When she first returned to performing, Pearl felt like she was wearing a costume, like she was a try-hard or a wannabe. “The people around me didn’t see it that way, but I felt that way,” she says. “You’re your own worst critic. You slam yourself for having these really real feelings, but then you’re also like ‘why are you being such a whiner, what’s wrong with you, everything is good, there’s no reason for you to feel this way.’”
Her breakthrough took place when Pearl was diagnosed with postpartum depression. For several years she had been plagued by insomnia, each day watching the sunrise only to get up and go through the motions. After visiting a long line of doctors and gurus, she finally got the correct diagnosis, and now wants to raise awareness for other mothers who may be struggling too.
“I want to talk about it because I didn’t even know, I didn’t even realize what was going on,” she says. “So that opened up a big door for me, just knowing that was such a huge relief. It was like ohhhhhh okay, well I have an answer now.”
Though she may not be entirely out of the woods, Pearl is finding relief with the help of Chinese medicine, kickboxing and her yoga practice. Finding balance was a big step toward owning her power as a performer, which, after years out of the limelight was very much still there. “It took me a while to figure that out. Even just yesterday I felt more comfortable and better about myself. Every day is kind of snuggling down into the boots — these fit me again.”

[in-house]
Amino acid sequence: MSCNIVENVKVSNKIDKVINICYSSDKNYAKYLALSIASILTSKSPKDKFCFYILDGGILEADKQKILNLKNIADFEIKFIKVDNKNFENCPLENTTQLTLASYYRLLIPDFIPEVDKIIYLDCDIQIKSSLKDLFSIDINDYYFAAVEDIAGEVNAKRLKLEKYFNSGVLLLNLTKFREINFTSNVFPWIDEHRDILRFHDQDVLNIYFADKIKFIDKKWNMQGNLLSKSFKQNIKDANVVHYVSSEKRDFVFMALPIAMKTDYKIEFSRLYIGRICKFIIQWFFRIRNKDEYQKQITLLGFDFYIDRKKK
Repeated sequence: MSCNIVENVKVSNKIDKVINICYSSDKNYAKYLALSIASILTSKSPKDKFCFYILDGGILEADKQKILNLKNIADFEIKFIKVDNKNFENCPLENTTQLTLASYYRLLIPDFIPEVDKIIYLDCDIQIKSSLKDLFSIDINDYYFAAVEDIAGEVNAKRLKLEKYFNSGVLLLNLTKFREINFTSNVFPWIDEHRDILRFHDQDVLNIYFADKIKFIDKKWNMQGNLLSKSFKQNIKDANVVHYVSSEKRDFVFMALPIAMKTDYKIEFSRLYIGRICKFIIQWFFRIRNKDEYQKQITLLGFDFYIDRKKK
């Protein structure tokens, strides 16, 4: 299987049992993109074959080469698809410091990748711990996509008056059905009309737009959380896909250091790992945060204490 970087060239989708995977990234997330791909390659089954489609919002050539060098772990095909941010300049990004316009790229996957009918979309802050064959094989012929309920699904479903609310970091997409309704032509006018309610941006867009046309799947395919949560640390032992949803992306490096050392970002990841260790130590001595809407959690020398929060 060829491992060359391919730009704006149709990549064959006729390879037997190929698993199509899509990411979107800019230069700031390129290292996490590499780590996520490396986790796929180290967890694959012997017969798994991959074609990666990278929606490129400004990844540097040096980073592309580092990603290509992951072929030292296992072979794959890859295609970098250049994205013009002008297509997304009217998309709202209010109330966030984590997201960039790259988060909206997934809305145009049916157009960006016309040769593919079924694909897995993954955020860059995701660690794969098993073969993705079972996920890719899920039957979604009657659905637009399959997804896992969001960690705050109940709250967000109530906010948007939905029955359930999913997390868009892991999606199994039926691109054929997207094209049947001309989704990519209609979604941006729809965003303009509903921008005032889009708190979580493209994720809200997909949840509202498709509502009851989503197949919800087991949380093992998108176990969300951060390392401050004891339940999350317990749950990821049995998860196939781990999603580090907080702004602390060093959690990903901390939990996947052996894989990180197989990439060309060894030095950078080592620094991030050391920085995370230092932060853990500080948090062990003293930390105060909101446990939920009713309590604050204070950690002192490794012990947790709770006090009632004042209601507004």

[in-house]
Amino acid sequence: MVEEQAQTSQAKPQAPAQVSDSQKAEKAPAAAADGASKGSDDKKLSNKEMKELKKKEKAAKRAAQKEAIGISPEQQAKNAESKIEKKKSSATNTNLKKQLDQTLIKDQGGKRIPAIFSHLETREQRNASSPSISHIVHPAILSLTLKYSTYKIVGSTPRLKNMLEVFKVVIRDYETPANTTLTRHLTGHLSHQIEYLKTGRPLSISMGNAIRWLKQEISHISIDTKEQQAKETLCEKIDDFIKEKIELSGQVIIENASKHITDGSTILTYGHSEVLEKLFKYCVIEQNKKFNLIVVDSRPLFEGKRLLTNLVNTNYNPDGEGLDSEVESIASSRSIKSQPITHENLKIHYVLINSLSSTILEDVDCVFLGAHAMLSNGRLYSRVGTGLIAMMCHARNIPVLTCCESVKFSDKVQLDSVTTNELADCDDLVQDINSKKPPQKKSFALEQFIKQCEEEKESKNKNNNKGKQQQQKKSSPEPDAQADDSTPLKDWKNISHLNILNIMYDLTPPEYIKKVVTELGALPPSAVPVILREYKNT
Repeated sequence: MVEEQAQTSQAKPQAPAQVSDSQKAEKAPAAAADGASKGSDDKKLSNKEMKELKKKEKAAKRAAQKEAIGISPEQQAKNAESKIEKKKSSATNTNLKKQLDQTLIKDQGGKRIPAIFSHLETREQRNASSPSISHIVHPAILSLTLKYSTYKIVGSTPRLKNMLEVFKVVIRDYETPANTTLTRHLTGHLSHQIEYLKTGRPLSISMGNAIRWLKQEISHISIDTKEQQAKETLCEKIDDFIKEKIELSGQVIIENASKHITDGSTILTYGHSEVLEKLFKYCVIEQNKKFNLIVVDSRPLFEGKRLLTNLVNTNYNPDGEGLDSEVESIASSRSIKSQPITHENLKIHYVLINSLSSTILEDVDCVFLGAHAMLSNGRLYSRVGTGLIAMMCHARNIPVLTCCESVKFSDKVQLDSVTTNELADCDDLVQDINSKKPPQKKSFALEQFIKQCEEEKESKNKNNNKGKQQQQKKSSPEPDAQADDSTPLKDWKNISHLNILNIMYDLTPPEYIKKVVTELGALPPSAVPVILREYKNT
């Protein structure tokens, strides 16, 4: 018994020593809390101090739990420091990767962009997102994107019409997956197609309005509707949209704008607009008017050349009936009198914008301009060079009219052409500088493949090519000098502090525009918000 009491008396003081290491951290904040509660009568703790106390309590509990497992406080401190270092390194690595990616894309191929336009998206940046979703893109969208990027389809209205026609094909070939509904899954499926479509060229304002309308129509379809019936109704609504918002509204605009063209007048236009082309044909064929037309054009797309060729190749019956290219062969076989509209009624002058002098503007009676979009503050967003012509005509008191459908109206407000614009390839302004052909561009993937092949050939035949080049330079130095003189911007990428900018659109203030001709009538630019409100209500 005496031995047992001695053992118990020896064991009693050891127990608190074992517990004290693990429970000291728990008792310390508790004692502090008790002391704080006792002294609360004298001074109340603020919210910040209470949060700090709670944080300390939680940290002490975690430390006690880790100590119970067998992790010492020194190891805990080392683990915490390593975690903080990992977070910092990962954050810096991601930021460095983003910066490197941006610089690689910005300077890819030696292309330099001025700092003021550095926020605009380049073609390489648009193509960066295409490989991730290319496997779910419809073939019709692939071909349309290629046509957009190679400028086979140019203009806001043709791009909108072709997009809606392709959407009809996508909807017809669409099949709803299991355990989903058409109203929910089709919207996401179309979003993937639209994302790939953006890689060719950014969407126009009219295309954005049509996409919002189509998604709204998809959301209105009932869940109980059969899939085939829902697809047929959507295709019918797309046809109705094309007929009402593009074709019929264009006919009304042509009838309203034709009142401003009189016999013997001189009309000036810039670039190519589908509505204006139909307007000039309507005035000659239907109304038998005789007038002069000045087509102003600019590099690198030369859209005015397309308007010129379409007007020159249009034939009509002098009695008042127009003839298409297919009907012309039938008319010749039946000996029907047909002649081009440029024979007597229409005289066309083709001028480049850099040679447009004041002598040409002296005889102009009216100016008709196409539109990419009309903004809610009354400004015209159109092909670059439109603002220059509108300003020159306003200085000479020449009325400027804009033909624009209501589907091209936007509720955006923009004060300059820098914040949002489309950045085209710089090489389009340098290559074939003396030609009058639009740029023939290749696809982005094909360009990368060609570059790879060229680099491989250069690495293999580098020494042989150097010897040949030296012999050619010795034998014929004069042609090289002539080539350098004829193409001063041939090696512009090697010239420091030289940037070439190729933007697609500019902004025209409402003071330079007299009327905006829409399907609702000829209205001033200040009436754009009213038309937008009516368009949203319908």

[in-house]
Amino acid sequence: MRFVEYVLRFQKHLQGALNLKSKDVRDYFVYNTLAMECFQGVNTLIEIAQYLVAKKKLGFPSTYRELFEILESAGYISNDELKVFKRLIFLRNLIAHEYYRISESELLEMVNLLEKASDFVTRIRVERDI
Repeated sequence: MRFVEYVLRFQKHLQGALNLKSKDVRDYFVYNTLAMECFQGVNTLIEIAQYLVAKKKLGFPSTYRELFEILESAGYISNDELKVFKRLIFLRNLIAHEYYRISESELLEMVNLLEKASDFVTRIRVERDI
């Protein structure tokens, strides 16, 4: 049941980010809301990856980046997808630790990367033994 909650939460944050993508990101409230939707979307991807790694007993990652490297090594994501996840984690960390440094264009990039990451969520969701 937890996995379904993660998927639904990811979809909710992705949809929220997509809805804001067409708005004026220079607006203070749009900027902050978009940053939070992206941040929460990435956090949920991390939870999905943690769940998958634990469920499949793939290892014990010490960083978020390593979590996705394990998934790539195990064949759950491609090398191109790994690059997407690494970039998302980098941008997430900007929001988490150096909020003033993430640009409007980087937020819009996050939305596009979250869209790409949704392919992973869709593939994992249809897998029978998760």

The challenges of the past few years have left Pearl with no shortage of material, and that is never more evident than when she digs deep and leaves it all out on the stage. From a darkened, no-frills backdrop, Pearl belts it out, arms and wild blonde hair flying. Every note is not pretty, but they each ring out with her truth. Her set at the Warfield is compact but powerful — like a pitbull — or better yet, like a mother.
In the vein of Bonnie Raitt and Pearl’s namesake, Janis Joplin, she’s continuing a long line of songstresses who alternate from vulnerable to guttural in a single phrase. It may not be the crowd she’s used to performing for, but country fans can appreciate a singer with something in her soul. Being back on the road is more complicated now that Pearl has a family, but it’s easy to tell that she truly loves to perform.
Of balancing family life and her music career, Pearl says they’re still figuring it out day by day. Motherhood is “so intense,” she says, “it’s everything, altogether at once.” She’s got a solid partnership with Scott to rely on, and a beautiful young boy who is growing up fast. While on tour with Dad this summer, Revel has taken it upon himself amp up the crowds -a tiny hype man throwing up horns to The Number of the Beast.
However they juggle the demands of parenthood and road life, Scott and Pearl are raising a rock family the best they know how. It’s doubtful Revel is sleeping in a guitar case, to borrow a line from Pearl’s song “Rock Child,” but it’s probably safe to assume bedtime brings some pretty awesome lullabies.
Photos courtesy of Earsplit PR and Gina Teichert